London England was transformed during the 1800’s to become the worlds largest city
It is one of the many locations where members of the Underwood family have lived, and at least ten children on the Underwood Family tree were born at Pancras, London. Others were married, worked, or died in the city.
Underwood Florist Families in London
John married Ann Bourne at St Pancras, London in 1875, and his older brother, George, married Ann’s sister Mary at St Pancras in 1877. Orlando married Emma Jane Lusty from Dursly, Gloucestershire, but he was also living in St Pancras at the time of his marriage.
By the time of the 1891 UK Census all three brothers were working as florists.
At the time of the 1881, 1891, 1901, and 1911 UK Census, George and Mary were living at 52 High Street, St Pancras where they worked as florists.
At the time of the 1881, 1891, 1901 UK Census, John and Ann were living at 346 Holloway Road, Islington where John Underwood was working as a florist.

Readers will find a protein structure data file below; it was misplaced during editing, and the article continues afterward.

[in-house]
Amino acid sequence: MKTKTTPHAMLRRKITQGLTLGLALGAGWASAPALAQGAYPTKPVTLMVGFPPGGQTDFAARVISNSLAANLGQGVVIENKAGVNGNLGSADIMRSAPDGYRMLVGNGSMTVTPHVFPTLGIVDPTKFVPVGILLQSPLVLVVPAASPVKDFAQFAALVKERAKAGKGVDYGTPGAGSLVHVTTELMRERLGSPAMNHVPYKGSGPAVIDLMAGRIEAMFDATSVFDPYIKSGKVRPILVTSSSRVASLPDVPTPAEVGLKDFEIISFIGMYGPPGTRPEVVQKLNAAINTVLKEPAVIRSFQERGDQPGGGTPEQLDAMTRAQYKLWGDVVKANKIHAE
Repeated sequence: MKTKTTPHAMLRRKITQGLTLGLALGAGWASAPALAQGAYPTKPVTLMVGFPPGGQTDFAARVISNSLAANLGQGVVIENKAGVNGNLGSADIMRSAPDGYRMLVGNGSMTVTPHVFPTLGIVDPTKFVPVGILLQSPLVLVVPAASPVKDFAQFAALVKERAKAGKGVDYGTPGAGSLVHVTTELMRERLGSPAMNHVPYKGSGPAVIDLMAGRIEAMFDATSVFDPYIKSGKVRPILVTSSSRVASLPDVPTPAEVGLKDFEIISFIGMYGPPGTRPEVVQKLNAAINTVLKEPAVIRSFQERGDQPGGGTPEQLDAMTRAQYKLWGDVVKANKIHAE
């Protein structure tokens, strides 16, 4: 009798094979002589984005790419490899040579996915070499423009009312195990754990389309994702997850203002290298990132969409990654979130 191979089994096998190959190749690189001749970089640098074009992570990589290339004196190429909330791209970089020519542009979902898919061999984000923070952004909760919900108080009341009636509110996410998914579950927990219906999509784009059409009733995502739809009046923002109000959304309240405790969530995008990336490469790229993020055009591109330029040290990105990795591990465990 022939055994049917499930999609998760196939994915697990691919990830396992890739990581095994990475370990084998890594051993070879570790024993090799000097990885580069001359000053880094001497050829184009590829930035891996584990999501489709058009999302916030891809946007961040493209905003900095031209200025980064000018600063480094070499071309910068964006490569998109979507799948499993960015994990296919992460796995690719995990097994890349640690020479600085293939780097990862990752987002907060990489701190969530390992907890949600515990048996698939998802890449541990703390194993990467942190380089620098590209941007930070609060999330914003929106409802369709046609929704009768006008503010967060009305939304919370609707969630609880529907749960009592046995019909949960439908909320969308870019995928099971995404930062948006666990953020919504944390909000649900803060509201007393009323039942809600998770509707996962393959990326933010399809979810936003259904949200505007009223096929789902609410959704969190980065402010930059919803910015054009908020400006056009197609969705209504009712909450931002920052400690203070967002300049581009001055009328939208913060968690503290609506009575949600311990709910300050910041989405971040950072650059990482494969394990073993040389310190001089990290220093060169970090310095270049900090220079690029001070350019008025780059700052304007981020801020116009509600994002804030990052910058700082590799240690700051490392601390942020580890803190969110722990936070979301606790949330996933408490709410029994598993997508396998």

At the time of the 1881 UK Census, Orlando was living at 18 Camden Road, St Pancras, London but by the 1991 UK Census he was working as a florist and had moved to 54 High Street, St Pancras, next door to his brother George.
The three brothers had ten children between them, and all the children were born in London
St Pancras a parish, in the Holborn division of the hundred of Ossulstone, county of Middlesex, a suburb to London; containing 129,763 inhabitants. This parish exhibits, in an extraordinary degree, the vast increase which, within the last half century, and particularly during the last twenty years, has taken place in the districts bordering upon the metropolis. In the year 1765, it was a remote and isolated spot, consisting of a few scattered dwellings, and containing only 60 inhabitants; and its ancient church of diminutive size, suited to the smallness of the population, formed a romantic feature in the landscape. Since that period, however, large tracts of meadow land have been covered with buildings, and it is now one of the most populous parishes in the vicinity of London, comprising KentishTown, Camden-Town, Somers-Town, and part of Highgate. The streets are well paved, and lighted with gas, and the inhabitants are supplied with water by the West Middlesex and New-River Companies, the latter of which has a reservoir in the Hampstead-road.
(Above description of St Pancras, London from A Topographical Dictionary of England, ed. Samuel Lewis (London, 1848), pp. 531-535).